When I lent my services to a collegue who was working on a film about 12 years ago, I was introduced to the world of cnc. I remember watching this huge machining centre milling out a slab of mdf and turning it into a fantastic set of gears. I knew that it would have taken me hours to achieve the same thing with traditional power tools. I decided then that I would invest in a cnc router for my own business Oxenham Design. At that time I could turn on a computer, but even to check email seemed like a crazy set of operations. I persevered and learned every piece of relevant software I could get my hands on. I am now fortunate enough to be using Vectric's ASPIRE software, and Techno cnc routers, which has helped us to create some amazing projects, both in part, or in full. I thought that this blog would be a great place to share "behind the scenes" adventures with the software, materials and equipment we use, as well as the projects we build.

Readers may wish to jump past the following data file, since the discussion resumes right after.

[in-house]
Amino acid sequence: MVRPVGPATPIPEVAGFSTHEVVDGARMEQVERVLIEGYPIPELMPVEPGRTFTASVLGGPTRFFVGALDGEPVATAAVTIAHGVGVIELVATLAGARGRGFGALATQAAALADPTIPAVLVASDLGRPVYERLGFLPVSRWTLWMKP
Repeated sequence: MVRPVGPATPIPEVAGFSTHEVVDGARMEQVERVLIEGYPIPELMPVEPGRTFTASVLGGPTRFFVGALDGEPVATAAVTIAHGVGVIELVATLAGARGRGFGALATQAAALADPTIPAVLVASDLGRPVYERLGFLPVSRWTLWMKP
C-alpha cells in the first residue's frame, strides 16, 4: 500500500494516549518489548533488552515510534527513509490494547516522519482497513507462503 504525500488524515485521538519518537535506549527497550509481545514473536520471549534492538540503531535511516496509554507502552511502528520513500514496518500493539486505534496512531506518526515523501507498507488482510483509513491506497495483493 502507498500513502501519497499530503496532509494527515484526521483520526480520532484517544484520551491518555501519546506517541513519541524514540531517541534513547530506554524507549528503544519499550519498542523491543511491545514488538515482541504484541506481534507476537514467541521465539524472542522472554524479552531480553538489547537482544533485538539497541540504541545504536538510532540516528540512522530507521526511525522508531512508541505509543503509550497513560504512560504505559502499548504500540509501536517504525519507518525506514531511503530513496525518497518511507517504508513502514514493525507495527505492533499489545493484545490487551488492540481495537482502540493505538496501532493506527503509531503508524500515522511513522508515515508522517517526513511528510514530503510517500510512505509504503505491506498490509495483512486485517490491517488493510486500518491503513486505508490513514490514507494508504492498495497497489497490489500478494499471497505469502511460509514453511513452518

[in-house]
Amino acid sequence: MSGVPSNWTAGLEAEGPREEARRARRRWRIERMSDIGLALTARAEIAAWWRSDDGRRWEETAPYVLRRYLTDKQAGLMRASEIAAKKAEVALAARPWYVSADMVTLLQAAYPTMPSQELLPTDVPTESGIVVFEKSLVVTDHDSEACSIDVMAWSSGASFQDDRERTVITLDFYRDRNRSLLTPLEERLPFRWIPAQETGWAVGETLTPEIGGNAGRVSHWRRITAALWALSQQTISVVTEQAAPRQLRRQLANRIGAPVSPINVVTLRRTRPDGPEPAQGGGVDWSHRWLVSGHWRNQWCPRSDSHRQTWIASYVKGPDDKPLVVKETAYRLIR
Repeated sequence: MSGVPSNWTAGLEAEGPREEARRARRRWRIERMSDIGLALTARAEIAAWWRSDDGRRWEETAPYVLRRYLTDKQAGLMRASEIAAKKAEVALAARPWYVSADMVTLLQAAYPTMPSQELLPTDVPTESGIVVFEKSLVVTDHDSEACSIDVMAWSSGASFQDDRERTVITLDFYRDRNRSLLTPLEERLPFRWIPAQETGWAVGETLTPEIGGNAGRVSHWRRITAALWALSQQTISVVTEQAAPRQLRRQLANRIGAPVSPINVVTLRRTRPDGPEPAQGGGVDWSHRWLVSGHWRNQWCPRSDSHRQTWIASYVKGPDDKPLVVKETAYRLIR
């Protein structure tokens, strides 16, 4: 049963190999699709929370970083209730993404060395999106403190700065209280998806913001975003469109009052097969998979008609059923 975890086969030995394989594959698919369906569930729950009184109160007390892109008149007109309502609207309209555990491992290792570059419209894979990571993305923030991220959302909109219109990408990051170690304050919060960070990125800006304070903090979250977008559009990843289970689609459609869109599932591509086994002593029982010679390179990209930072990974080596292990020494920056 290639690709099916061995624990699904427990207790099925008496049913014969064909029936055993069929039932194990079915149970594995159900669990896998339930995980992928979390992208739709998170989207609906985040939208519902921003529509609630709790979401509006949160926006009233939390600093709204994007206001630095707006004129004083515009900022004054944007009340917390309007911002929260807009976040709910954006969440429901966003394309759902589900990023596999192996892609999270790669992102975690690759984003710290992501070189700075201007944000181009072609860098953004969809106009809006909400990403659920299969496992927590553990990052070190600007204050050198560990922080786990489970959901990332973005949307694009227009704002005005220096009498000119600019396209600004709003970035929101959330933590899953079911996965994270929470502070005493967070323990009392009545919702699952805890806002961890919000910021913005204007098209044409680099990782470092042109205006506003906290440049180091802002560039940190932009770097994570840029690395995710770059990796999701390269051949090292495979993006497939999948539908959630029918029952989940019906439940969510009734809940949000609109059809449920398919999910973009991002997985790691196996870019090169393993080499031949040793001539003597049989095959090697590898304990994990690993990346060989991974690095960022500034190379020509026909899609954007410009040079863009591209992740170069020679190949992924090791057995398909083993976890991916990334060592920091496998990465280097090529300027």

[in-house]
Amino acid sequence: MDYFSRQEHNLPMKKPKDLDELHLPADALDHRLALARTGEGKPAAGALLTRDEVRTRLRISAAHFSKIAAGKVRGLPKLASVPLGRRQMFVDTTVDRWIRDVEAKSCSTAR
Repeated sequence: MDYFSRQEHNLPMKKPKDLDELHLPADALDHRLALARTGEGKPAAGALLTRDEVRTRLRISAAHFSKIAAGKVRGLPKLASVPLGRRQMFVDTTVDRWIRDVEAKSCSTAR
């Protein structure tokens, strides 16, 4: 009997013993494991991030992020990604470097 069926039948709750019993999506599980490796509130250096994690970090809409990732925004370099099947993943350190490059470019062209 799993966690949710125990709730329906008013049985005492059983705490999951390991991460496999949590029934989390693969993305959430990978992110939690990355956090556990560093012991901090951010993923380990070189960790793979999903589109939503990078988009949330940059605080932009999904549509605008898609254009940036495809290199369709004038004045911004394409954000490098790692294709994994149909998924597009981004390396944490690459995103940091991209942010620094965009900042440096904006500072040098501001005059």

Monday, 7 October 2013

Preparing for the Final Descent!

All of the plane seats framework was to be a silver powder-coated look. John took all the pieces outside to take advantage of the suns amazing drying capabilities! The framework got sprayed with the awesome hiding capabilities of a rubberized textured automotive undercoating. A couple of coat's completely hid the sketchy edges of the plywood.
Once the textured coating had thoroughly dried, they all got sprayed in a bright silver metallic color. I sprayed the vacuum formed armrest caps out in a darker charcoal metallic. It was enough of a contrast to make them readable, but not garish!